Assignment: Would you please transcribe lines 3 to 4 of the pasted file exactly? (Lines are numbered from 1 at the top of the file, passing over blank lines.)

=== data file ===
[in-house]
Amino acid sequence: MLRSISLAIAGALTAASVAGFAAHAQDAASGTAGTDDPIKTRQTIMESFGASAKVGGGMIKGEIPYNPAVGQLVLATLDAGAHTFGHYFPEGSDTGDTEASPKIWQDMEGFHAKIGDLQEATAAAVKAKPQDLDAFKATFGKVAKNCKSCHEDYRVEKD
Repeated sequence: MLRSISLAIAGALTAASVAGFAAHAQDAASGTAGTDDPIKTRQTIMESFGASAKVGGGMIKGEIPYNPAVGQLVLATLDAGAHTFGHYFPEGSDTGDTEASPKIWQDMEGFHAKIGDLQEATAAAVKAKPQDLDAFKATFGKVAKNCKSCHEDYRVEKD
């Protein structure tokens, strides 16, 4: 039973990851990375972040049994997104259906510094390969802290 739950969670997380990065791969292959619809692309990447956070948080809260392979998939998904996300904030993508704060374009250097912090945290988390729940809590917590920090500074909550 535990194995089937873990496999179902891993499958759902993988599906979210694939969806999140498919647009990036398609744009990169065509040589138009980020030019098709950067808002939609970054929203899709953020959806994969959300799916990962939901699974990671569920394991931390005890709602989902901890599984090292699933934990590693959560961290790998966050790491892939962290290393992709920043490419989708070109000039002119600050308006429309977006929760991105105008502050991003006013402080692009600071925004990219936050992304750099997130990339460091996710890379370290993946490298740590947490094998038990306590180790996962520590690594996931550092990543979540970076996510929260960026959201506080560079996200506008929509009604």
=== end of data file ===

Repeated sequence: MLRSISLAIAGALTAASVAGFAAHAQDAASGTAGTDDPIKTRQTIMESFGASAKVGGGMIKGEIPYNPAVGQLVLATLDAGAHTFGHYFPEGSDTGDTEASPKIWQDMEGFHAKIGDLQEATAAAVKAKPQDLDAFKATFGKVAKNCKSCHEDYRVEKD
């Protein structure tokens, strides 16, 4: 039973990851990375972040049994997104259906510094390969802290 739950969670997380990065791969292959619809692309990447956070948080809260392979998939998904996300904030993508704060374009250097912090945290988390729940809590917590920090500074909550 535990194995089937873990496999179902891993499958759902993988599906979210694939969806999140498919647009990036398609744009990169065509040589138009980020030019098709950067808002939609970054929203899709953020959806994969959300799916990962939901699974990671569920394991931390005890709602989902901890599984090292699933934990590693959560961290790998966050790491892939962290290393992709920043490419989708070109000039002119600050308006429309977006929760991105105008502050991003006013402080692009600071925004990219936050992304750099997130990339460091996710890379370290993946490298740590947490094998038990306590180790996962520590690594996931550092990543979540970076996510929260960026959201506080560079996200506008929509009604």